Yellen's Appointment As Treasury Secretary Raises Five Critical Questions

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by Tyler Durden
Tuesday, Nov 24, 2020 - 01:21 PM

By Michael Every of Rabobank

The official US presidential transition process has belatedly begun, in part, and the key slots in the provisional Biden administration are now being filled: this is despite sustained Trump court challenges (and a painfully-slow partial ballot recount in Wisconsin, and a second recount that may or may not include matching signatures to ballots in Georgia). On those slots, as the old joke goes, it’s déjà vu all over again.

Most important for markets, at Treasury we have none other than Janet Yellen. This means she will be the first person to have held the troika of US economic positions, from running The Council of Economic Advisors, to running the Fed, to now running the US economy. Obviously, this is once again the promise of a ‘safe pair of hands’ likely to see the financial markets smile. No boat-rocking likely on that particular watch.

However, it does raise some interesting questions/points.

  • First, what does it say about the US that it is becoming such a gerontocracy? Alongside Biden (78), on the climate crisis it’s John Kerry (76) who leads the ‘charge’, while Yellen is 74 - and Nancy Pelosi in the House is 80. On the other side Trump would be 78 if he runs again in 2024, which seems almost certain in what the market takes as the certain event that his legal challenges fall short; Wilbur Ross (82), who is still ‘running’ Commerce; Larry Kudlow (73); and Ruddy Giuliani (76). This all seems akin to the original cast Star Trek movies (or even the reheated Picard series recently released), where much of the special effects budget was spent on wigs and trusses. (OK, not so much the wig for Picard, but you catch my drift.)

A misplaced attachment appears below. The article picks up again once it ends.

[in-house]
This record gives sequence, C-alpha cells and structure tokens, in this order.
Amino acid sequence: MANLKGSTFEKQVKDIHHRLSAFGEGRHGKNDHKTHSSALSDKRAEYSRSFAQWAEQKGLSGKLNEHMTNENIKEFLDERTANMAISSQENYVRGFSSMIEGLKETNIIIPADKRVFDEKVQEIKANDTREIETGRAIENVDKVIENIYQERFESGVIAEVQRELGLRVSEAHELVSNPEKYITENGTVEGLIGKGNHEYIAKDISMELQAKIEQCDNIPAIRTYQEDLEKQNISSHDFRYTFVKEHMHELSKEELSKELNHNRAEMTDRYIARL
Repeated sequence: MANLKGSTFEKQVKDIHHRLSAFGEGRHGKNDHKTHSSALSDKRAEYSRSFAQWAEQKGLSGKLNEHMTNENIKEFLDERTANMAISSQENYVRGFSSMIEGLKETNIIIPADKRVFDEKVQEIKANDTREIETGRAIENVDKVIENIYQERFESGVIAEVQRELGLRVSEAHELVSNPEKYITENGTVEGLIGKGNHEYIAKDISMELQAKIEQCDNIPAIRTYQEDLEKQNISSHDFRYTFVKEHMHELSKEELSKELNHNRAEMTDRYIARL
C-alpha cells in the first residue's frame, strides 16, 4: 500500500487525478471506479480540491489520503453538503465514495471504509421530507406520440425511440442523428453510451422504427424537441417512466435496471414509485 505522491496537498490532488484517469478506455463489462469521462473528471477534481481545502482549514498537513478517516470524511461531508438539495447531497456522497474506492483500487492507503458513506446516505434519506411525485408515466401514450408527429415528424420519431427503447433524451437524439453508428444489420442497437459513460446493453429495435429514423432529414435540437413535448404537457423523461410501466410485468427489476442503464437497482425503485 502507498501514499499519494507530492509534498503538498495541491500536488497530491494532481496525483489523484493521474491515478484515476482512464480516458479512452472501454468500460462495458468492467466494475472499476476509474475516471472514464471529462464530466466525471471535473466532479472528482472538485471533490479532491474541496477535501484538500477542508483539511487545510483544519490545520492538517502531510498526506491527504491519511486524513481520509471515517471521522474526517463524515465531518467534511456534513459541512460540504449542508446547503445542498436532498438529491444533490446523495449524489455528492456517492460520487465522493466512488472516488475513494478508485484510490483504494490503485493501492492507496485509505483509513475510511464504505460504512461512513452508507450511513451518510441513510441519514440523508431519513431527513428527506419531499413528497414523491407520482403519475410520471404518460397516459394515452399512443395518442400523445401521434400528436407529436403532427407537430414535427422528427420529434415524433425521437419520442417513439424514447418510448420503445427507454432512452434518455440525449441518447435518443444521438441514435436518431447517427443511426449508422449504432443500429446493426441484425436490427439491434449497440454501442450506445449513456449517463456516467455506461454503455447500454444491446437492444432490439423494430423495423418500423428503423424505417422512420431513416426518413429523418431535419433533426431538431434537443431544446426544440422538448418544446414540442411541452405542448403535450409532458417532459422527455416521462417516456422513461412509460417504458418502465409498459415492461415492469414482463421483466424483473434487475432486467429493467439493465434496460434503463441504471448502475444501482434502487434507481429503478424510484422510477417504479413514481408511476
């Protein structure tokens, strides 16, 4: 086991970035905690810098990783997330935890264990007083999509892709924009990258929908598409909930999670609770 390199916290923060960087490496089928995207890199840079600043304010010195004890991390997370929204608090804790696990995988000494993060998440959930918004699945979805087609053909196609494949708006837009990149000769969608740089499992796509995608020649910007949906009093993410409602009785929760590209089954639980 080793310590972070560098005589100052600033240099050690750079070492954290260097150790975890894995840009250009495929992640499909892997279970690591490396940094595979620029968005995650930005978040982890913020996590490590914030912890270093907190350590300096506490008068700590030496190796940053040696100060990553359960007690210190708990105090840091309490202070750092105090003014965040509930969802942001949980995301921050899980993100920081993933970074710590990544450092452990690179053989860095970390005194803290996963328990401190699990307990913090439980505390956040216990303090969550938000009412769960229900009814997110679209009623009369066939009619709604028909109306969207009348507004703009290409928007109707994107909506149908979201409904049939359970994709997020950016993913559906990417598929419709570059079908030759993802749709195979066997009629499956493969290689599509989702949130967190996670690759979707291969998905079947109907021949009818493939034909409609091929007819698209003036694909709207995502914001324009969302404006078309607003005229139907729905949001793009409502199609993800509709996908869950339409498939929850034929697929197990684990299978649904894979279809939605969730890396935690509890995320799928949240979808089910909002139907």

• Second, what does that say to the younger and/or more progressive political voices pushing for fresher thinking? Yellen’s long career arc from academic economics to economic advisor to presidents, then to Fed chief, and now to economic chief for a president, has not exactly overlapped with a concurrent period of relative American economic ascent – or at least not for the majority of its population. Yellen of course expressed her concerns over inequality as far back as September 2014: yet the central conclusion of that speech was that the poor would be less poor if only they had more assets, and her term at the Fed was yet another episode of the US melodrama that has been running nearly as long as Star Trek: ‘Asset Rich, Income Poor’. So one sees why Wall Street will cheer this Biden appointment: let’s also not forget that Yellen infamously stated in June 2017 that she did not expect another financial crisis in her lifetime.